In late 2017, Beijing placed Palau off-limits for package tours, dramatically affecting Palau’s economy. The off-limits order was reportedly an effort to put pressure on Taiwan via their relationship with Palau. China used tourism to create an economic dependency and then manipulated it to help them achieve their aims.

MCDP 1-4 Competing p. 4-12

If you follow the footnotes, you’ll land on a 2019 assessment from the Center for Strategic and Budgetary Assessments titled ‘Winning Without Fighting: Chinese and Russian Political Warfare Campaigns and How the West Can Prevail.’ This is what they have to say about the subject:

Weaponization of benign activities. In conducting their political warfare operations, Russia and China have weaponized many normally benign activities. These include but are not limited to diplomatic discussions; conventional and unconventional media operations; tourism into targeted countries; flows of students; visit diplomacy; the establishment of “friendship societies” and similar front organizations; the purchase of well-located pieces of land, key infrastructure, and strategically important companies; accessing, often by stealing, protected intellectual property; managing trade and investment flows; exploiting education systems, and manipulating immigration arrangements.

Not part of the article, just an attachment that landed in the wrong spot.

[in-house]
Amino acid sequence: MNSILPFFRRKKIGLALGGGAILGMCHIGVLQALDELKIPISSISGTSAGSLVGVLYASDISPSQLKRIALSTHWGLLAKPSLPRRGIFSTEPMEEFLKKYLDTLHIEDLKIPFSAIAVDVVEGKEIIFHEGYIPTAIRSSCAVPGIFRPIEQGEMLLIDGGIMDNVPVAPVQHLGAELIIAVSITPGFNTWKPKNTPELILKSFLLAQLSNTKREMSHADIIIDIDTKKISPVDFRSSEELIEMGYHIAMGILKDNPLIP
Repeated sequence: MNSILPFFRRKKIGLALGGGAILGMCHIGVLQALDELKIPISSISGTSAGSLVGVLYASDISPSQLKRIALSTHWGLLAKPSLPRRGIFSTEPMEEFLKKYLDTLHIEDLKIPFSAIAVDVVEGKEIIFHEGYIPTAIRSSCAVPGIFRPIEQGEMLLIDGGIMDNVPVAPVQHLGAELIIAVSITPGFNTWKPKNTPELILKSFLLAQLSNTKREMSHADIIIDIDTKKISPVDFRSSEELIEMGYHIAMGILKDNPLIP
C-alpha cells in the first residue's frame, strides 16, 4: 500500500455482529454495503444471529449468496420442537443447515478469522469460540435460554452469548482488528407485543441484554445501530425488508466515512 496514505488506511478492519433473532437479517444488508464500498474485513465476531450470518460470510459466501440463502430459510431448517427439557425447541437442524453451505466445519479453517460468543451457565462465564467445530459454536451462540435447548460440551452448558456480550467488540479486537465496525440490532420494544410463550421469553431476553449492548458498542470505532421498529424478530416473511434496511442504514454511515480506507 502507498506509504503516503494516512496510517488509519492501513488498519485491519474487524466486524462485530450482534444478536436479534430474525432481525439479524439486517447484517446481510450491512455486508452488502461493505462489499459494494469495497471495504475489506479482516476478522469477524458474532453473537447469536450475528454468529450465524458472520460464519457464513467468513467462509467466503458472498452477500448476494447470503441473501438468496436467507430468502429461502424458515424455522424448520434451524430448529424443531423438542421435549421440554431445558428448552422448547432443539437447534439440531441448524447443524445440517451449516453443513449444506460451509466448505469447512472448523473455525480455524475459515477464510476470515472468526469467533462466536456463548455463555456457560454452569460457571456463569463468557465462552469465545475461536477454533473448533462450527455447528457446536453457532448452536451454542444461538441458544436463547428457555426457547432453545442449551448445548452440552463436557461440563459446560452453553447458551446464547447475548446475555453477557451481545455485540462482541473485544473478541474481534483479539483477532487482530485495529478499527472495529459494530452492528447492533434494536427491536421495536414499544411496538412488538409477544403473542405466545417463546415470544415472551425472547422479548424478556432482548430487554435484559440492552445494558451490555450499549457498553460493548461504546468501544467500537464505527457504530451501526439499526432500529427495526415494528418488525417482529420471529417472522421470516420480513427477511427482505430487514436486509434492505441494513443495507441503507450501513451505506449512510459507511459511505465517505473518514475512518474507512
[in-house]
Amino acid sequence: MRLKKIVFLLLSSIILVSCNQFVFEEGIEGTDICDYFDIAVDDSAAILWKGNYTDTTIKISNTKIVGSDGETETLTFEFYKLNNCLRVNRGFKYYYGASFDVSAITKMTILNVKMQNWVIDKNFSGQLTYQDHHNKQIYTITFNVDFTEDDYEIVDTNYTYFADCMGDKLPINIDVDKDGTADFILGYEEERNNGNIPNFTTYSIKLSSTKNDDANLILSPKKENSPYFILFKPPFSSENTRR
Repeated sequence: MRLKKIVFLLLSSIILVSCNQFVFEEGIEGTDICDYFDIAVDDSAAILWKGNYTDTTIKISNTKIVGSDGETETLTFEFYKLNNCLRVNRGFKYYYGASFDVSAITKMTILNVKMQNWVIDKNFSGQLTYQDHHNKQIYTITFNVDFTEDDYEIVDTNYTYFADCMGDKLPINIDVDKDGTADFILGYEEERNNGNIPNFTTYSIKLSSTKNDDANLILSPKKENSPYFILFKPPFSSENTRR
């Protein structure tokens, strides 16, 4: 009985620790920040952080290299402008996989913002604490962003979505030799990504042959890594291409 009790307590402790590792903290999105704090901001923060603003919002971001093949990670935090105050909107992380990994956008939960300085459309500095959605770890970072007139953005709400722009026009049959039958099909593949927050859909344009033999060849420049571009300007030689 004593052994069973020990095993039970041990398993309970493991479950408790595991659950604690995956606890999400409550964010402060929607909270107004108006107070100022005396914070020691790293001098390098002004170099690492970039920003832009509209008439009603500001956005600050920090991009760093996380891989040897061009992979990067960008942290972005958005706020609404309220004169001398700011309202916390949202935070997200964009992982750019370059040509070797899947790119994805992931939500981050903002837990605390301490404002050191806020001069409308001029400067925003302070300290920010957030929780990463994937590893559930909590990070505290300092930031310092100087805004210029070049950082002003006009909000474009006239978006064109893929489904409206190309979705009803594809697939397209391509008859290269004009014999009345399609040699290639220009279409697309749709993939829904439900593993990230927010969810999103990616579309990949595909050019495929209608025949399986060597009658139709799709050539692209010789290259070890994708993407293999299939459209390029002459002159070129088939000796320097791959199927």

Ross Babbage, ‘Winning Without Fighting: Chinese and Russian Political Warfare Campaigns and How the West Can Prevail

The weaponization of benign activities will serve as the constant, slow-burn tactic of great power competition. These are events and processes that unfold over years and will be a nuisnance to military, diplomatic, and political leaders who will feel compelled to “do something” in response.